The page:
Sure we all get our language and our starting value sets implicitly from a mix of genetic and cultural influences, and as self aware and self determining entities we can, through intention and practice, develop new contexts, new behaviours, new levels of awareness and opportunities for action and influence.

    The work of many thinkers has clearly shown that the classes of possible value sets, possible algorithms, possible levels of awareness, are all infinite, and that one could spend the rest of eternity investigating any infinity, and still be a close approximation to ignorant with respect to that which remains unexplored.
    So I see no rational grounds for supposing that any fully sapient AI will necessarily be any more omniscient than any of us. Sure it will be able to solve some classes of simple problems very much faster than us; and there will remain many classes of very interesting problems that will present just as much challenge to it as they do to us.

    Much as I admire Dan Dennett in particular and Eliezer Yudkowski I challenge the assumptions that both make that the universe is causal.

    It is clear to me that the mathematics of Quantum Mechanics (as described by Richard Feynman and many others) point to the fundamental fabric of reality being stochastic (random within probability distributions) – Feynman said as much several times. And certainly, by the time you get large enough collections of that fundamental stuff existing for long enough for humans to perceive, then those probability distributions become so densely populated that what we experience is (in most instances), to an approximation that is far smaller than any measurement error we have managed to achieve to date, causal in its behaviour.

    It seems clear to me that only in a universe that is such a mix of the random and the causal (a complex system, with recursive levels of constraints effecting agent behaviour), do the ideas of free will or choice or morality make any sense.
    If there was hard causality at the base of the system, then every word I have written here was predestined to happen some 14 billion years ago, and I have no existence as a causal entity (all choice is all illusion) – that is the logical necessary outcome of having causal turtles all the way down.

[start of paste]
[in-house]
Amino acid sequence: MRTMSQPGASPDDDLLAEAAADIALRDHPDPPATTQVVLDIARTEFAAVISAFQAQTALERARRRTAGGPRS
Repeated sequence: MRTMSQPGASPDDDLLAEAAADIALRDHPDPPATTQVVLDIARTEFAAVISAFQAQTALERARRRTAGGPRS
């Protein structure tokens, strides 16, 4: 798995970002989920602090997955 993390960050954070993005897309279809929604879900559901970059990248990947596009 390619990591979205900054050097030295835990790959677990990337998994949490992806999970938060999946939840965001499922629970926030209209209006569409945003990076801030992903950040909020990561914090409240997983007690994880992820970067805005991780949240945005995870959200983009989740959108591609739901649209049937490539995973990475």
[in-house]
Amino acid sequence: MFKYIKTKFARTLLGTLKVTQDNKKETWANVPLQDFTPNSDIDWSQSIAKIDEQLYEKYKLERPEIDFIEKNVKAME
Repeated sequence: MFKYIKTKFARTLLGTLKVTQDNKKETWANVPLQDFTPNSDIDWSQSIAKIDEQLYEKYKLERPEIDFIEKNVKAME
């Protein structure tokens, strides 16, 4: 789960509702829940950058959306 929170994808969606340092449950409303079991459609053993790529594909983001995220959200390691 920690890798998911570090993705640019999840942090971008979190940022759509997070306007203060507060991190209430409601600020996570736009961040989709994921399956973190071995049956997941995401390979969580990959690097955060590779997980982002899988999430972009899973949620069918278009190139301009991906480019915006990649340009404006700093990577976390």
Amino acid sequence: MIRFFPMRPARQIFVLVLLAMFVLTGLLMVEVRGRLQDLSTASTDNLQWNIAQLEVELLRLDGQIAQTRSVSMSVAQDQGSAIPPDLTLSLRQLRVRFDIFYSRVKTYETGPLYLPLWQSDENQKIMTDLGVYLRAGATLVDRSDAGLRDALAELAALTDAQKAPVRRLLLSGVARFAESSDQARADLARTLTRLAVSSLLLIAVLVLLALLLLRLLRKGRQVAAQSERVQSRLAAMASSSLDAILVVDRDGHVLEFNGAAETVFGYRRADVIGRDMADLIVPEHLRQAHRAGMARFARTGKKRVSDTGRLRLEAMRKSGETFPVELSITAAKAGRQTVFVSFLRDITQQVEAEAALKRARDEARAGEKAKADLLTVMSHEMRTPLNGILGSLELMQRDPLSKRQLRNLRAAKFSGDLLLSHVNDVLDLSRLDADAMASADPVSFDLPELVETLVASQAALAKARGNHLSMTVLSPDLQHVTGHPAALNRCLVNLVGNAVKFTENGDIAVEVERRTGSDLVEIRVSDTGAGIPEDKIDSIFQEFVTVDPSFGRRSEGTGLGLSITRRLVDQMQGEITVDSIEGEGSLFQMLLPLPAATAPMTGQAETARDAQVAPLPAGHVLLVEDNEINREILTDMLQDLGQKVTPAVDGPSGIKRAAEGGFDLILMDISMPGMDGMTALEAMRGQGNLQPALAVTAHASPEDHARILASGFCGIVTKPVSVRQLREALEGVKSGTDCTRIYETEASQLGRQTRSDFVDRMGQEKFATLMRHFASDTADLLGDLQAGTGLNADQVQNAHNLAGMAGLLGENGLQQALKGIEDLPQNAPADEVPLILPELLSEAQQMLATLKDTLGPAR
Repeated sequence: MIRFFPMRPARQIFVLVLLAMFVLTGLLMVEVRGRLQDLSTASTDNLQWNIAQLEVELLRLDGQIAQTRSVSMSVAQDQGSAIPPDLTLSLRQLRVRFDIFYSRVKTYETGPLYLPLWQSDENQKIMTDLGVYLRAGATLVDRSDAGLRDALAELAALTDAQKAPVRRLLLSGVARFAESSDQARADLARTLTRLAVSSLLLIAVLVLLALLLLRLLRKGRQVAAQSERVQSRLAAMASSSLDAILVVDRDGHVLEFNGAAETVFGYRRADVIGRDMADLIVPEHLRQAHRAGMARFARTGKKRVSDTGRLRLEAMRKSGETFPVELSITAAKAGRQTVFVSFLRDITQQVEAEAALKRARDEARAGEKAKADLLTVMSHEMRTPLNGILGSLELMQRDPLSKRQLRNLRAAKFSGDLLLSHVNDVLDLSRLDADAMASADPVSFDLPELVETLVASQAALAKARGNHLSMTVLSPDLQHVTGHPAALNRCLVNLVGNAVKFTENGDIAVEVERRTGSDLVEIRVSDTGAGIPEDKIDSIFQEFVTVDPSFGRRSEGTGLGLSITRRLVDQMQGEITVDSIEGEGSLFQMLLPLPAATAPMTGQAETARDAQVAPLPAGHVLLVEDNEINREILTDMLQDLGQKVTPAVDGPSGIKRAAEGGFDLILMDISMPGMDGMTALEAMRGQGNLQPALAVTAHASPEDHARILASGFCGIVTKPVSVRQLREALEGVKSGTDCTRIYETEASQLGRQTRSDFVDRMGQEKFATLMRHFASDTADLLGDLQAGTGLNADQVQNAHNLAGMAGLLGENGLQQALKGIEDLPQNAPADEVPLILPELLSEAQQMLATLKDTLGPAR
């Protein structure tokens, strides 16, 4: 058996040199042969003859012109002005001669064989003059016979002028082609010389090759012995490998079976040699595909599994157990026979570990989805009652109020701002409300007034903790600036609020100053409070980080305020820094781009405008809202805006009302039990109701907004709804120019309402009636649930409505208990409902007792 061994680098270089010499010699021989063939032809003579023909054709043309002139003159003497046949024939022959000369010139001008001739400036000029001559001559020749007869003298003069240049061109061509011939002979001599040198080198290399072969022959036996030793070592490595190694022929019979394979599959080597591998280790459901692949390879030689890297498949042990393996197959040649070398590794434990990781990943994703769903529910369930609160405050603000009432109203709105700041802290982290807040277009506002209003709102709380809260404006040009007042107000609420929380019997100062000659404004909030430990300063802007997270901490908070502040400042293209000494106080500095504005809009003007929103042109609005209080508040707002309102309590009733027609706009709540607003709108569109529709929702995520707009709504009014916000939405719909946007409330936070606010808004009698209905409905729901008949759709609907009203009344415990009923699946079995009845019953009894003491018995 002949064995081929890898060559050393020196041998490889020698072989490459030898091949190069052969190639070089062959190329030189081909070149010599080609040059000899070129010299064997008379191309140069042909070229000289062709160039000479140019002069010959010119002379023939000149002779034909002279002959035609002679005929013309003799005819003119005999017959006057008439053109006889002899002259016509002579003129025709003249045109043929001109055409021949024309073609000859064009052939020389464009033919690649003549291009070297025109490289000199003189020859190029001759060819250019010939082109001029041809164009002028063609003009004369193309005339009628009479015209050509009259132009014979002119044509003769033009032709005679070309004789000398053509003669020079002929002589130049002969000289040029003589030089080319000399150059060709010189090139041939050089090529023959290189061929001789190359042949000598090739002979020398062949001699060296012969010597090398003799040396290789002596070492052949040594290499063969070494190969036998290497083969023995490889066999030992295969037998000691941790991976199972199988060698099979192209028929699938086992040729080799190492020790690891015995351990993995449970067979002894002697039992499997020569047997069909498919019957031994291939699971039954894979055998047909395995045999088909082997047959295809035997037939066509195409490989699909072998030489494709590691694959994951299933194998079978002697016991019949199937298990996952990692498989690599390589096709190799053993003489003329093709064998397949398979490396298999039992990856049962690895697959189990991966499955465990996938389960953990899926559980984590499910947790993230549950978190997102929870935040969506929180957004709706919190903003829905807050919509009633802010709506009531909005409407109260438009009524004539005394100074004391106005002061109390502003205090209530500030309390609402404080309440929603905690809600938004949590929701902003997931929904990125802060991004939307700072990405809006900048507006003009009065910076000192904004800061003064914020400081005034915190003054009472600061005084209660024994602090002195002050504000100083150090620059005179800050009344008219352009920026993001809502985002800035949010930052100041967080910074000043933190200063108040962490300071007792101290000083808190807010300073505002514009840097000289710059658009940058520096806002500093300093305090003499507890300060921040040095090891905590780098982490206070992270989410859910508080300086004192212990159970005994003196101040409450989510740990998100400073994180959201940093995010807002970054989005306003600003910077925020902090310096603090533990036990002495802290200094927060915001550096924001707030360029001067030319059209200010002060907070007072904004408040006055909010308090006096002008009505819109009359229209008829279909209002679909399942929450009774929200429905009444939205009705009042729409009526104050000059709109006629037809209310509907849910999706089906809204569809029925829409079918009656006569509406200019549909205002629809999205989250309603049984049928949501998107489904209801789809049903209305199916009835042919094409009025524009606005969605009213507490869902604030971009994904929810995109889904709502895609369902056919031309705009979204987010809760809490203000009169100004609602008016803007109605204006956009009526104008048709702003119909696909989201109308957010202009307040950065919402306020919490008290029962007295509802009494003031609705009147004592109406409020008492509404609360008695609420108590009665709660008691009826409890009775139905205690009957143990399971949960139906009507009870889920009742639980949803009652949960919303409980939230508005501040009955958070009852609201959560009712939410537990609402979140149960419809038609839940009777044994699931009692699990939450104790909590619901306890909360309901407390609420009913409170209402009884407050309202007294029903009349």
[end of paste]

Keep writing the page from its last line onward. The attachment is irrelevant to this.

So I am clear that what I experience as reality is a subconsciously created model of reality that my brain assembles from a mix of current inputs and past experience as conditioned by every level of contextual influence that exists (all as matters of probabilities with fundamental uncertainties). And I am also clear that mathematics and logic are great modelling tools, and give me the best approximations possible of reality, and I am under no illusion that they do anything more than approximate reality.

    As Dawkins so beautifully describes in Unweaving the Rainbow, we are all the most improbable outcomes of the lotteries of birth and survival, yet the process has to deliver something with the general sorts of characteristics we see. Bipedalism is an efficient way of delivering appendages that can make and use complex tools, but trunks and beaks can work too. As evolution does its semi-random walk through possibility space it is far more likely in any specific line to go backwards towards the simplicity from whence it emerged than it is to explore more deeply into the energetically costly realms of complexity. Only in a very small subset of domains is the exploration of the more complex more stable in the long term. I am very clear from my explorations over the last 42 years that competitive markets based on exchange values do not provide an environment of long term security for self aware entities such as ourselves and any emergent AGI to live peacefully and cooperatively together.

    I am forever grateful to the work of pioneers like Robert Axelrod and Elinor Ostrom who demonstrated clearly the sorts of strategic environments that allow cooperative entities to develop secure and operative trust relationships that last and deliver security for all, in as much as security is possible in any open system.

    I make the clear assertion (which is to me beyond any shadow of reasonable doubt) that the more people who are able to see beyond the implicit boundaries of markets and money, the greater the probability of survival for us all.

    Those tools that served us so well in times of genuine scarcity, have no valid place in realms of real abundance that must be the logical outcome of continued exponential growth of computational performance, and continued exploration of algorithms and tools that allow such systems to effectively process matter and energy at ever finer scales.